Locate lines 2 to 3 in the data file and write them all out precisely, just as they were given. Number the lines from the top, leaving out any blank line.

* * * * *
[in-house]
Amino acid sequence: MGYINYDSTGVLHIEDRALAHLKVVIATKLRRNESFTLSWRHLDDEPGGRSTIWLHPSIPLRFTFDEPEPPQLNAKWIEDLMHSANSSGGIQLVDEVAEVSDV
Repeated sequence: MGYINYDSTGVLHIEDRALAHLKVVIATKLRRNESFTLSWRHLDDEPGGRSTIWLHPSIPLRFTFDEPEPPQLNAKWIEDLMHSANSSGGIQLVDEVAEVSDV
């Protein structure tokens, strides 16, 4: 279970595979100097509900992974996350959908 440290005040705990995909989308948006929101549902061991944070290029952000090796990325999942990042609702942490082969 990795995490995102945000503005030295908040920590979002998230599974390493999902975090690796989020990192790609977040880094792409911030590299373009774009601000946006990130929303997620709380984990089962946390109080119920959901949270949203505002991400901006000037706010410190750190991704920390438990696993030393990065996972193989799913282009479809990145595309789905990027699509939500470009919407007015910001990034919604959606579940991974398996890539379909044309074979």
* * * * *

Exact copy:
Amino acid sequence: MGYINYDSTGVLHIEDRALAHLKVVIATKLRRNESFTLSWRHLDDEPGGRSTIWLHPSIPLRFTFDEPEPPQLNAKWIEDLMHSANSSGGIQLVDEVAEVSDV
Repeated sequence: MGYINYDSTGVLHIEDRALAHLKVVIATKLRRNESFTLSWRHLDDEPGGRSTIWLHPSIPLRFTFDEPEPPQLNAKWIEDLMHSANSSGGIQLVDEVAEVSDV